Note: my current plan is to post two of these a week. I can't guarantee that will always happen though, as my medical issues leave me unable to work on things without warning and I want to keep a stock of pre-written posts as a buffer.
I'm going to skip over most of the rest of The Name of The Wind's first chapter, since it consists of Kvothe and Bast trading dialogue like this ("Reshi" is Bast's name for Kvothe--he has a lot of names, it's kind of his thing):
Conversations like this happen a lot in these books. Like, a whole lot.
The gist of it--apart from Bast being a horndog--is that Kvothe is worried about the demonic spider (called a Scrael) and what it could mean, as the local townspeople are utterly unprepared for the larger incursion that he fears is on its way.
Before we start on chapter two, here's what Kvothe did with the corpse of the Scrael from last time:
In Kvothe's world, there are basically two forms of magic. One of them is highly mechanistic and operates on well-defined, quasi-scientific rules, and is known about as a hard fact of existence, at least by people who live near the areas where it's practiced. As far as I can tell, this magic system is mostly of Rothfuss's own design, although based on previous fantasy tropes and elements of real-world mysticism.
The other--which we're seeing a glimpse of here--is much wilder and more mysterious, drawing from folklore and mythology, and is closer to what you'd think of as "traditional" magic (or maybe witchcraft as practiced by modern-day spiritual groups, with some high-fantasy stylings thrown in). It's also by far the more interesting of the two, so guess which system gets more time in the spotlight?
Most people either don't believe in the second type of magic (Kvothe spends a good chunk of the story in this camp, although clearly by the time he ends up tending to the Waystone Inn he's left his skepticism behind) or misinterpret its source, as it's shrouded in multiple layers of superstition and history, some of it deliberately obscured. This could serve as the basis for a really cool fantasy narrative, with Kvothe as a sort of adventurer-anthropologist tracking down the real occult power behind the fairytales; and the books do take the occassional stab at telling that kind of story, but...well, we'll get to that.
Chapter two opens with our third main character, a man identified as Chronicler, being relieved of his possessions by some wayward soldiers:
One of the things we will come back to repeatedly is Kingkiller's problem with tone, and its inability to decide where exactly it wants to fall on the Fantasy Grittiness Scale. Here, we have very polite deserters basically forcibly exchanging their goods for Chronicler's (they take his cloak and blanket and give him their old, worn-out ones), while otherwise leaving him entirely unmolested--as opposed to just murdering him to prevent him from reporting them to anyone who might deign to come and track them down, which is frankly much more realistic (the histories of most major wars are replete with hair-raising stories about the ways real deserters prey on the civilian population).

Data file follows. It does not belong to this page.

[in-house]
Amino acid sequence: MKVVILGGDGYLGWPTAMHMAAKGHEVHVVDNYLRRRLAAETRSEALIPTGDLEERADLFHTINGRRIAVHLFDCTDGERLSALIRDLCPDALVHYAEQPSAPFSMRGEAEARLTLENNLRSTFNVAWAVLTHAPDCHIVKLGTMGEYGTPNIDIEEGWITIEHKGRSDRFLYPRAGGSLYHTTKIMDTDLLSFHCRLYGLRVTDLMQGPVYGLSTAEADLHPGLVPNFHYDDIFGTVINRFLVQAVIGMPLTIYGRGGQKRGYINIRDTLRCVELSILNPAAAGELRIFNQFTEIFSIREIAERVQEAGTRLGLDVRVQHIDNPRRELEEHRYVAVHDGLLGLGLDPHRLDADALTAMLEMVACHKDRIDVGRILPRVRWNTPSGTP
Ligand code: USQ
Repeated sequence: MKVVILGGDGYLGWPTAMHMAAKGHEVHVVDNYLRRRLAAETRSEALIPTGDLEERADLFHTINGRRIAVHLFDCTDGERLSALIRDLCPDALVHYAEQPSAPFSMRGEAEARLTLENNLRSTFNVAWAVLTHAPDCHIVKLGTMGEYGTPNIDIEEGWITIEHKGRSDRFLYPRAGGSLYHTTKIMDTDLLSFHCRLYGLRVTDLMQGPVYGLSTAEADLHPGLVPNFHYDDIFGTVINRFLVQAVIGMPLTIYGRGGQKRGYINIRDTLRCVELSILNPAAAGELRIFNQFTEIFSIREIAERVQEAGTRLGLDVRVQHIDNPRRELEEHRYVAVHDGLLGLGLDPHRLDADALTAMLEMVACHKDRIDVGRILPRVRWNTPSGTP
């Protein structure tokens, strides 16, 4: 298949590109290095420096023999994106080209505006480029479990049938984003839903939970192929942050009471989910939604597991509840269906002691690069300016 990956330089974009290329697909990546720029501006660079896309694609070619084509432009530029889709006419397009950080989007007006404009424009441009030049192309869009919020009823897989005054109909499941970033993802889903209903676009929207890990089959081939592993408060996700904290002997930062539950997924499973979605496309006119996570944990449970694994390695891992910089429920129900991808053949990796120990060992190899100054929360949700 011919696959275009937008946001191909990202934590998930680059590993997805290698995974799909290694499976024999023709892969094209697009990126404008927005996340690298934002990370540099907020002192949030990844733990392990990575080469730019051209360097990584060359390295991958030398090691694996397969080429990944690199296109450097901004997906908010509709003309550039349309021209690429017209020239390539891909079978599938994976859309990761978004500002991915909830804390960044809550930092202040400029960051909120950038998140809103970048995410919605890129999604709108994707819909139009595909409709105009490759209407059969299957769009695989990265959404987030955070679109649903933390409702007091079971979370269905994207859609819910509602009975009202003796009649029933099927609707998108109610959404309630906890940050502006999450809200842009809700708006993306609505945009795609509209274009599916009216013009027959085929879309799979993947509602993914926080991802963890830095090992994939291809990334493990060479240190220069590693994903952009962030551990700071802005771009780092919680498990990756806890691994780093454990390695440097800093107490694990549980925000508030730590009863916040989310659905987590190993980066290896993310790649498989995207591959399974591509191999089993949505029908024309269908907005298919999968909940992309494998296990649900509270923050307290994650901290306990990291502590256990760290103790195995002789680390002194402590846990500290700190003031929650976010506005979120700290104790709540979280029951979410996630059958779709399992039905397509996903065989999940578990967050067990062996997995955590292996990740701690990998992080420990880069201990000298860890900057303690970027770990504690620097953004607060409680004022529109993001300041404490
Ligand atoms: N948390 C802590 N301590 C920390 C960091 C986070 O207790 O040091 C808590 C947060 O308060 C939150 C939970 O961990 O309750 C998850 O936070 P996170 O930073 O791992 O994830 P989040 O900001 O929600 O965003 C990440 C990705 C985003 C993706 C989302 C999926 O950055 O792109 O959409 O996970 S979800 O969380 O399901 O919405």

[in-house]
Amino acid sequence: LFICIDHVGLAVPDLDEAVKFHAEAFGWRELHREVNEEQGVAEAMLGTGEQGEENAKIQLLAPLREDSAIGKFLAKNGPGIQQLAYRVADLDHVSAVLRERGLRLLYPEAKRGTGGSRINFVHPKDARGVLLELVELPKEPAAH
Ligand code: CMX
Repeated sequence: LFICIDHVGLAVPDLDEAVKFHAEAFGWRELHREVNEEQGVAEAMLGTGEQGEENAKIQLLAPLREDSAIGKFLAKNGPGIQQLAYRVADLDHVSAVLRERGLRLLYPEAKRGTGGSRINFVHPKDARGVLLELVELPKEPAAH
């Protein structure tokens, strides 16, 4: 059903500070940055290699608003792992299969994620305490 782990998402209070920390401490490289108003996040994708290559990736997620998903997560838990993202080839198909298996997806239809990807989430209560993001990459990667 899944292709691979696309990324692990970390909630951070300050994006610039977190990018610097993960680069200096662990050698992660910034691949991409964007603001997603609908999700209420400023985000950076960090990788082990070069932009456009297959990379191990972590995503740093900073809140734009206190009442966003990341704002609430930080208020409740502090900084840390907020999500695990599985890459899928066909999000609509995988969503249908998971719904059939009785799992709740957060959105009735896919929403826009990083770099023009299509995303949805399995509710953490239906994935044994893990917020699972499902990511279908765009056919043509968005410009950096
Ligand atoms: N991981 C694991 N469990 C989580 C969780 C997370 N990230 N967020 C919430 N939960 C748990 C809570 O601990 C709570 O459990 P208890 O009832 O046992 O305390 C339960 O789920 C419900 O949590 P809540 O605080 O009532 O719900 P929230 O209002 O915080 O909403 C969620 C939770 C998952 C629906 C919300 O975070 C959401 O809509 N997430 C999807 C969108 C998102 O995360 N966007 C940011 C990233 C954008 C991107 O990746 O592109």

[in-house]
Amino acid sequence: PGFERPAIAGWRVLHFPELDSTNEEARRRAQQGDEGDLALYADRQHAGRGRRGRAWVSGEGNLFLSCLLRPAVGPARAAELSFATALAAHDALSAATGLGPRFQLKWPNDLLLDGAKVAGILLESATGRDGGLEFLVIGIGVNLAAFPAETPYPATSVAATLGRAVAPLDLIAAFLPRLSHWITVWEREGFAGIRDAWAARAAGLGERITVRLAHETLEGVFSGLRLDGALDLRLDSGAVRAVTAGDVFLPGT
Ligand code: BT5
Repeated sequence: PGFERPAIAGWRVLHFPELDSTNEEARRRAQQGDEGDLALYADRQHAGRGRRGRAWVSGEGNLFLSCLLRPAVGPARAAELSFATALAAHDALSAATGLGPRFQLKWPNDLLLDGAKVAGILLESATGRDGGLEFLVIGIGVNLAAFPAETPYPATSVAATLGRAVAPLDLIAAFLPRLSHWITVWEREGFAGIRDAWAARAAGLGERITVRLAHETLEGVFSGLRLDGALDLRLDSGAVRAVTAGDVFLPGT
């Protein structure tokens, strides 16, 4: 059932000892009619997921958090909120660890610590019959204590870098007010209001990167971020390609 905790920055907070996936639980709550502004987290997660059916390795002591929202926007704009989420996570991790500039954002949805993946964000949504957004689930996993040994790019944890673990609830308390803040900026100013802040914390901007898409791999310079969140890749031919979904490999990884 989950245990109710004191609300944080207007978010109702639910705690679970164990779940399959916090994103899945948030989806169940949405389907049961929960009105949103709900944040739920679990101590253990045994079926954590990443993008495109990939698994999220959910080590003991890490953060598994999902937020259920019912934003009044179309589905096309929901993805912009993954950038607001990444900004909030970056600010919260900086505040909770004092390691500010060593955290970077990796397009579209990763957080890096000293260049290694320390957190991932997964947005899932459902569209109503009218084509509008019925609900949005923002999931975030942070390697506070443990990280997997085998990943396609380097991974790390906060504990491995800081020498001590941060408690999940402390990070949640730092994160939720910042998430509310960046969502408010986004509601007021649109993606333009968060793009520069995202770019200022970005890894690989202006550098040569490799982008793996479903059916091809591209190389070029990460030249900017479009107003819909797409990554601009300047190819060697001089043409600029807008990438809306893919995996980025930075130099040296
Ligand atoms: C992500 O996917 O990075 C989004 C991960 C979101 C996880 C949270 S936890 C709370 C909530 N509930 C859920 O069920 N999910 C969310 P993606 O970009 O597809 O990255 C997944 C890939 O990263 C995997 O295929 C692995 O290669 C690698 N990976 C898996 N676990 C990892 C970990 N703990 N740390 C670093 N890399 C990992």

This isn't necessarily a problem. The world contains both puppies and Donald Trump simultaneously, you can have dark and light co-existing, so it's not as if the setting must choose one single tone and stick to it religiously. But it becomes a problem much later on when the exact same events are retroactively recast in a far darker tone, and even here it seems to undermine how dire the situation with the war is meant to be. If deserting soldiers can afford these small acts of mercy, than it doesn't seem as if things are really all that bad.
Granted, it turns out that Chronicler got the better of them by, er, hiding most of his money in his boots and pants (see boys, that's why you just kill him and search the body at your leisure).
Another sign of the not-so-desperate times is the fact that Chronicler can be robbed and shrug it off. Horses must be remarkably cheap in this war-wracked land.
Back with Kvothe, another mystery presents itself:
I bet you're wondering how Kvothe got this sword, aren't you? You'll have to wait a long time, until the second half of The Wise Man's Fear, and then you'll probably wish you hadn't.
(If I seem cynical now, wait until we get to the box with three locks).
A drunk patron seems to recognize who Kvothe is (based--somewhat incredulously--on his hair. Are red-haired people really that rare in this world?) and we get yet another mystery:
I assume this is referring to the king Kvothe is meant to have killed, although since the books haven't gotten around to describing that yet, it's really anyone's guess.
But enough of these mysterious plot hints, eventually the actual story needs to start. Kvothe spends the rest of the chapter dealing with the customer and his troublesome hair-recognizing abilities, and then he, Chronicler and some Scrael have a date with destiny:
Chronicler goes down quickly from a blow to the head, unaware that the mysterious red-haired man fighting beside him is the very person he's traveled all this way to find.
Yes, that's right: we don't discover it just yet, but Chronicler is researching tales of the legendary hero Kvothe, and he's come to the Waystone Inn chasing up a rumor that the man behind the myth is somewhere in the area. Of course, he turns out to be right. Chronicler will be the one writing down Kvothe's memoir, thus kicking off the bulk of the plot as Kvothe narrates his backstory to both him and us over the course of three nights.
It takes a while longer for Chronicler to convince Kvothe to actually sit down and tell his story, so the next post is going to accelerate a bit and get to the beginning of the flashback--and by extension, the plot proper. And if you thought these two posts were nit-picky, just wait until next time, when the book takes a trip on some wagons and comes down with a severe case of Edema.